Another scenario, which has recently happened, is that an IRC server was infiltrated by the Chinese secret police.  Many users on this IRC server were monitored without consent using m_invisible, resulting in at least two people being apprehended due to participating in dissent activities.  If you don’t know how the Chinese secret police operate, I’ll summarize it: those people are most likely dead now.  While this scenario is not directly the fault of m_invisible and the surveillance could have been implemented in other ways, m_invisible was the simplest way to implement it, which brings me to another point, if you have to enable this module on your network, make sure you trust your staff entirely.

I brought this last point up with Brain, the project leader of InspIRCd after he flamed me on MSN due to the changes I implemented.  He did not seem to be affected by the fact that there are now two people most likely dead over events that happened during IRC surveillance, and accused me of being the “moral police”.

Moral police or not, those people died because of the fact that InspIRCd made it possible to easily spy on them.  While it is possible that they would have died anyway, the method that was used to intercept their communications was provided as a module in InspIRCd.

Ultimately, to us, we view this as a moral question.  Because Atheme is a middleware used on many InspIRCd networks, we felt that we had the need to stand up and say “we don’t want our software used in this specific configuration.”   Regardless of whether or not you agree with our position, it is our right to politely ask our users to comply with that.  There is nothing in the license forbidding the usage of Atheme in this specific configuration, so if you want to remove the checks, then that is your own business, but at least make sure the staff you have on your network are respectable.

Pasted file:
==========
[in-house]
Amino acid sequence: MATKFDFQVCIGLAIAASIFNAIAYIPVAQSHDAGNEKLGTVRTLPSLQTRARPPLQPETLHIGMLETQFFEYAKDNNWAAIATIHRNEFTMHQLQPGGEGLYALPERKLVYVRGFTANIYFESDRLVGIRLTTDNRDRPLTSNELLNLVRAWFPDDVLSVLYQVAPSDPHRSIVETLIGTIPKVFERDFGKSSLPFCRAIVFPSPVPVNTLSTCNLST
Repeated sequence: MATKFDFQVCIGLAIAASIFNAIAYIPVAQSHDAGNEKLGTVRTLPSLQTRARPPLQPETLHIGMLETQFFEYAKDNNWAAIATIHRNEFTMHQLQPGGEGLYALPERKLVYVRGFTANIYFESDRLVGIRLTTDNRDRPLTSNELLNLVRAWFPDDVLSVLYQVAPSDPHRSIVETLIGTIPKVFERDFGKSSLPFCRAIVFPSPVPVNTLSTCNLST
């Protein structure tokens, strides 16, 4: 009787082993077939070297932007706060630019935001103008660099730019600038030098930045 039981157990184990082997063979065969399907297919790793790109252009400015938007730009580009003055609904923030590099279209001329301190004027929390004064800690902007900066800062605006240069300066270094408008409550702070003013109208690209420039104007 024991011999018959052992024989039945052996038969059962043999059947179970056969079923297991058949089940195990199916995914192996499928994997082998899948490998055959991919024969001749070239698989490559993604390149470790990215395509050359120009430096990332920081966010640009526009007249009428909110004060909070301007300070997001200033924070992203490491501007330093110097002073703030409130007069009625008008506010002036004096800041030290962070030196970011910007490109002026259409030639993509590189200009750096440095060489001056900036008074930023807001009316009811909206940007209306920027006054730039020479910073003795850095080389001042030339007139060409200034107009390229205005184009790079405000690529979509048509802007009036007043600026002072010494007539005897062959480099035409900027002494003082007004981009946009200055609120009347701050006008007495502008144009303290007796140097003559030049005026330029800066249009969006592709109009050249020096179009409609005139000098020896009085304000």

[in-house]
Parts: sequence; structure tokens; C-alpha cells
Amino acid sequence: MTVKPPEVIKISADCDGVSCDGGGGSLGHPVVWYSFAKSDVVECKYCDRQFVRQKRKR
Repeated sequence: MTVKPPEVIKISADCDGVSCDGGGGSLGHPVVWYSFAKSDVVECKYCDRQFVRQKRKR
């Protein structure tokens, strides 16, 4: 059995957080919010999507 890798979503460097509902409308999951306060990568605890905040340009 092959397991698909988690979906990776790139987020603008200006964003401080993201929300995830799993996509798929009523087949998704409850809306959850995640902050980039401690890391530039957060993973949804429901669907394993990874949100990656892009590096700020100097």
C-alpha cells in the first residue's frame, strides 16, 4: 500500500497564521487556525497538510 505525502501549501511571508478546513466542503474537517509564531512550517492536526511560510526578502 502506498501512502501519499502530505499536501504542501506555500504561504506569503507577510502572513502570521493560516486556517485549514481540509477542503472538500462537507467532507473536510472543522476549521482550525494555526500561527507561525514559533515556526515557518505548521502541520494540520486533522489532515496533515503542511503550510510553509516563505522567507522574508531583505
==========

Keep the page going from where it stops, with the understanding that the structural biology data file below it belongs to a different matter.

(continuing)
Why m_invisible will never work correctly with Atheme

Now on to the technical reasons of why Atheme no longer works in this configuration: it is impossible to support the configuration properly without changes that the developers are unwilling to make due to code correctness and the moral issues outlined above.  As an example, if you place the *!*@* mask on +V in the channel ACL, it will auto-voice the invisible user when they join.  If you feel the network you are on is spying on you, but you cannot leave, we recommend that you place *!*@* on autovoice, which will expose the invisible users.  You can also kick the users if you can guess their nickname.

The technical reason is grounds enough to disable support for m_invisible in Atheme.


13:34 <~Brain> hes doing it the same reason hes always stirred up trouble, to get publicity for atheme and charybdis.

The IRC community generally knows that I don’t actively market Atheme or Charybdis, and allow them to stand on their own merits without the necessity of spamming, doing SEO or anything else.  Atheme’s popularity stems from our reputation of code correctness and realistic feature support.

13:32 <~Brain> Taros: then i say that your view of irc is very closed minded and restricted only to the public-network views that youve seen, havent you ever seen a closed support network? they log *everything* for accountability.

Professional support desks typically use Kayako LiveResponse, which is not built on top of IRC at all.  InspIRCd plus an IRC client does not come anywhere near the capabilities of Kayako, period, so it seems unlikely that anyone would use it for this purpose.

11:14 <~Brain> hmm, i could fork it.

There are plenty of other Atheme forks out there, so good luck!